Our nation has designated the month of November as the time when American’s recognize our nation’s veterans for their service. Throughout the month, communities schedule special ceremonies to honor the men and women who have served in the military.
While these honors are important, many may not realize that veterans could have emotional and physical service-related conditions that require consideration beyond expressions of gratitude.
For example, veterans who served in World War II experienced different battle scenarios and health risks than those who served during the Vietnam War or even the more recent Middle East conflicts or Afghanistan. Such risks could lead to various medical conditions that present years later.
With one out of every four Americans dying being a veteran, it is beneficial that the U.S. Department of Veterans Affairs and the National Hospice and Palliative Care Organization have partnered to create We Honor Veterans. This program provides resources for the nation’s hospice organizations to learn about appropriate care, education and specialized services for veterans facing end of life.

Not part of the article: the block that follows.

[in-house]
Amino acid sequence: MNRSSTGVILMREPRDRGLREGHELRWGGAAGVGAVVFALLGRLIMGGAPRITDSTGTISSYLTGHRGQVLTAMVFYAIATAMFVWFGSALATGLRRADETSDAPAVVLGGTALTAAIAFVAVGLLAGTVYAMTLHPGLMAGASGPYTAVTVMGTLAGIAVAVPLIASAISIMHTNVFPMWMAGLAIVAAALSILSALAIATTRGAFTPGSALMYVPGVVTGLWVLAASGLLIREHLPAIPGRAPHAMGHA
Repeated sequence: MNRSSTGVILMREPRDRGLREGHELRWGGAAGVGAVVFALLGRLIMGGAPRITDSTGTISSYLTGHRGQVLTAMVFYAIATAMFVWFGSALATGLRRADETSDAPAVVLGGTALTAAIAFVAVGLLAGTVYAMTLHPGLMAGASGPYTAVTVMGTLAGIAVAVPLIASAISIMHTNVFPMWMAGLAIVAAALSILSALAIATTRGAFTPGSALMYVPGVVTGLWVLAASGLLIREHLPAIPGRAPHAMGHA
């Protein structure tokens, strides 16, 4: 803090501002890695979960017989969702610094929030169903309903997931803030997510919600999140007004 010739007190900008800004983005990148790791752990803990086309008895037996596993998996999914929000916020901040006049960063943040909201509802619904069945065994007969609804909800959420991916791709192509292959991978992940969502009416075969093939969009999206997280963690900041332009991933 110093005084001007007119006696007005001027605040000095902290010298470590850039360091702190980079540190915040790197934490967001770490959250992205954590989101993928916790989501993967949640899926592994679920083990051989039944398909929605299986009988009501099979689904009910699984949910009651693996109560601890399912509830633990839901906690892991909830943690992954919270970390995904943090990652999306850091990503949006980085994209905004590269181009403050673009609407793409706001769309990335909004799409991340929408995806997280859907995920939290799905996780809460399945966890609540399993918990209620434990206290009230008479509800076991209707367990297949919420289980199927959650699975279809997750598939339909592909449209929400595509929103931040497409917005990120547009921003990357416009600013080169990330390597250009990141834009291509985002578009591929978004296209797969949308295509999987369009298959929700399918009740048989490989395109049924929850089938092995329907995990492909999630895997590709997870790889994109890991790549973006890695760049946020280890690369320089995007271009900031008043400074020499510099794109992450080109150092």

Veterans in Orange, Osceola, Lake, Sumter, Polk, Hardee and Highlands counties in Florida and Cherokee, Cobb, Coweta, Fayette, Forsyth, Fulton, Gwinnett, and Hall counties in Georgia have benefited from Cornerstone Hospice’s participation in this initiative.
When a veteran patient comes into Cornerstone Hospice’s care, the hospice team will develop a care plan with the patient’s military service in mind. The Cornerstone team has access to many resources that address the various and specialized needs of veterans and their families and will enlist them to enhance the level of care.
Hospice agencies can try to reach We Honor Veterans partner levels which demonstrate an organization’s success at implementing veteran-focused services internally and in the community. Cornerstone Hospice, a We Honor Veterans Four Star partner, conducts special ceremonies to honor veterans. Each honoree receives a certificate, a commemorative and a heartfelt salute. In some cases, it’s the first time a veteran has been thanked for his or her military service.
The community should know there are numerous resources available to help veterans, but each citizen can do his or her part by thanking a veteran, no matter the time of year.